Day 145: The Land of Gigantic Mushrooms!

Day 145
September 10
mile 2516.7-2541.6
24.9 miles

The bruises on my shins were now big, raised welts. Even though I hadn’t cleaned out the open wounds, I dotted some neosporin on them. My new goal was to catch the 3:00 bus into Stehekin if I could. That way, I wouldn’t be racing to get dinner and find a place to stay. It would take nearly an hour to get into town from the High Bridge Ranger Station. I ate my breakfast and looked out at the cliffs in the morning light as I packed up. Everything looked bluer and darker.
IMG_7264 copy 2

IMG_7265 copy 2

IMG_7267 copy 2

IMG_7269 copy 2
Then, I began my decent into the wet lowlands, where I crossed numerous glacial creeks and brushed up against the wet bushes lining the trail, soaking my legs.
IMG_7271 copy 2IMG_7276 copy 2

IMG_7277 copy 2

IMG_7279 copy 2

IMG_7280 copy 2
In the forest, I saw the biggest mushrooms that I had ever seen in my life!
IMG_7281 copy 2

IMG_7282 copy 2
I was also stopped by more gigantic trees that I had to find my around. At times, I would have to take off my pack, shove it under the tree and then crawl under myself.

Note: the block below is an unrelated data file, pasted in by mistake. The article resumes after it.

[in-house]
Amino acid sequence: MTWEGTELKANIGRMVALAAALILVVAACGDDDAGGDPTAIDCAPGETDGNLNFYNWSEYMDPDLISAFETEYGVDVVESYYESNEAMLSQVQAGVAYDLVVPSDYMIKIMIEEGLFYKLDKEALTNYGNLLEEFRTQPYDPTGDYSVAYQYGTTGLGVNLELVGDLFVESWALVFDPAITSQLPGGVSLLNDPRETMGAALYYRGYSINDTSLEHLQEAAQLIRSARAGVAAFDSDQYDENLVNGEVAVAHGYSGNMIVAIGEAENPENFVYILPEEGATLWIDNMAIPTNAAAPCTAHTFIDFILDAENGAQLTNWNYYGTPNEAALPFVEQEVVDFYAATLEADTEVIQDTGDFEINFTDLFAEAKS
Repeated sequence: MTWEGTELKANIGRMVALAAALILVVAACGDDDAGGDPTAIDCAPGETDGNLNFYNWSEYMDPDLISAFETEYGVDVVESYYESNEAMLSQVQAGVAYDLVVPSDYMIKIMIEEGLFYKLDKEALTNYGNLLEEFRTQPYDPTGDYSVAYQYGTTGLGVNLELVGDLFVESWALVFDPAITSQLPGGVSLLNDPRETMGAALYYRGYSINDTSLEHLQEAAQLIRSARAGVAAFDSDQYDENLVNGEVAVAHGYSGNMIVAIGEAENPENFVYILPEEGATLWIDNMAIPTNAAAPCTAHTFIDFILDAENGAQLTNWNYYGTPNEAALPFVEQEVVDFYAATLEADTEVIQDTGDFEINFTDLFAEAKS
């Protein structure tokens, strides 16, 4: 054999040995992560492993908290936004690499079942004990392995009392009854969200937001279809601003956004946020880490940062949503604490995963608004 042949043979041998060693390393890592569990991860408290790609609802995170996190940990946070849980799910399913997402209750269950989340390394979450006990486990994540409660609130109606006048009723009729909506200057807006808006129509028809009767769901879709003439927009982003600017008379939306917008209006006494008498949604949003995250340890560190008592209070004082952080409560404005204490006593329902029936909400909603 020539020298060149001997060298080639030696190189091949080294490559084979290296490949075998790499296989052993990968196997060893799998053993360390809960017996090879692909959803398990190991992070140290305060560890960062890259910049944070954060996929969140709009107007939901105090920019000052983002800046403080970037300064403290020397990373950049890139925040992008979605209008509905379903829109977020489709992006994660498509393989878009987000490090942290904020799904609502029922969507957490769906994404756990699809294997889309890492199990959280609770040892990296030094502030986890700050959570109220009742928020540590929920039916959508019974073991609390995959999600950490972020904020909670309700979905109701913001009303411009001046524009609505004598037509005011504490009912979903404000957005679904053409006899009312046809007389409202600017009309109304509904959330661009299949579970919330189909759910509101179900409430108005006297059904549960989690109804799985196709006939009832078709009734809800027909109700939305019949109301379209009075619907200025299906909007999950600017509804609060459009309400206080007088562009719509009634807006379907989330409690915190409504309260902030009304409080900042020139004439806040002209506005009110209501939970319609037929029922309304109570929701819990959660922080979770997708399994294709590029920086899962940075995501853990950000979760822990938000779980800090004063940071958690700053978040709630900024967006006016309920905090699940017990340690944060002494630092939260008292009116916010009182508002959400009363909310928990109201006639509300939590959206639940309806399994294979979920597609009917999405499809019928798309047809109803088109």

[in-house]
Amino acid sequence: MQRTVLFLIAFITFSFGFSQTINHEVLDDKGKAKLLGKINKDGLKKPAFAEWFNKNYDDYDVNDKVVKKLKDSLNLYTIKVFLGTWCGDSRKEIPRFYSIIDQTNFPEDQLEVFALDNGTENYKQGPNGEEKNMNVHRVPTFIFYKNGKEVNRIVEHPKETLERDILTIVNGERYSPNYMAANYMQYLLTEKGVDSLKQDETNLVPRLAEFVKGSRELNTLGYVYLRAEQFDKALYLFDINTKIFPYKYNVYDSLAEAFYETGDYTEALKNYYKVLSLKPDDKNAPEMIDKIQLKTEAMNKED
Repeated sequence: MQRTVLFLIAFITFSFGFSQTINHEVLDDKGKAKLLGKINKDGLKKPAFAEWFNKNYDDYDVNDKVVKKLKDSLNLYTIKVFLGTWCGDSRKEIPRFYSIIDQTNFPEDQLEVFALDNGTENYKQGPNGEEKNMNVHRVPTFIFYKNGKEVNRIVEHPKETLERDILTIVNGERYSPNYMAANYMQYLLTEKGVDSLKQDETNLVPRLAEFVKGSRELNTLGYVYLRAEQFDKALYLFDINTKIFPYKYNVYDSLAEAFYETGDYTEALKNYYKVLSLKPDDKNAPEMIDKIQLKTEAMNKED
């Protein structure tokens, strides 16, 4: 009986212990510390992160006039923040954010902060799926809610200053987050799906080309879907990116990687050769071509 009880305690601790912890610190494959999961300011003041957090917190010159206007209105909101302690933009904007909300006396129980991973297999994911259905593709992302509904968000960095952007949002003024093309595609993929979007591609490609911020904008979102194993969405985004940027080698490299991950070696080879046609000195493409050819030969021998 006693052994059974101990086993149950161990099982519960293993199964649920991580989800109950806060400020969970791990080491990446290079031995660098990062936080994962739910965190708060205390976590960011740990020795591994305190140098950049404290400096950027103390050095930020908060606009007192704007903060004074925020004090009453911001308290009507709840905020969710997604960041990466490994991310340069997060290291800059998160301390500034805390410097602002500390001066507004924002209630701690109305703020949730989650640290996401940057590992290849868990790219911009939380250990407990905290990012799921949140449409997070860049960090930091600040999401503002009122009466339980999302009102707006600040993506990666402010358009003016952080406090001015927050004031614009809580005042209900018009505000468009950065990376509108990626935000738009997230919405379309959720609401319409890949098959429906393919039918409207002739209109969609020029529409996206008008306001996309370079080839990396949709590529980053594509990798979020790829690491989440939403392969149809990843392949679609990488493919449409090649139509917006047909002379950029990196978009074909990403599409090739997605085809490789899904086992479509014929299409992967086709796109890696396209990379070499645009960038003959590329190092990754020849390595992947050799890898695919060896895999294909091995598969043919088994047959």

The lower the terrain got, the more muddy it became, as well. It took a great amount of time to find rocks to place my feet on or try to step to the side of the mud pits. Eventually, I gave up trying to keep my feet dry. The last in the series of creeks had a bridge across it which was broken in the middle. I wished someone had been around to take my picture with it!
IMG_7284 copy 2
Grabbing the handrails, I slowly made my way down to the center point and then back up the other side.
IMG_7285 copy 2
Then, I began the next 1,700 foot ascent. Near the top, I found a fallen log in the forest to sit on for a break, but the flies wouldn’t leave me alone. I found it especially annoying that they wanted to land in my wounds! As tired as I was, I decided to keep going. I came out into more open terrain, and although scratchy plants lined both sides of the trail, I needed a break. I took my sleeping pad off the top of my back and sat down in the tall grass. The sun was burning down strongly.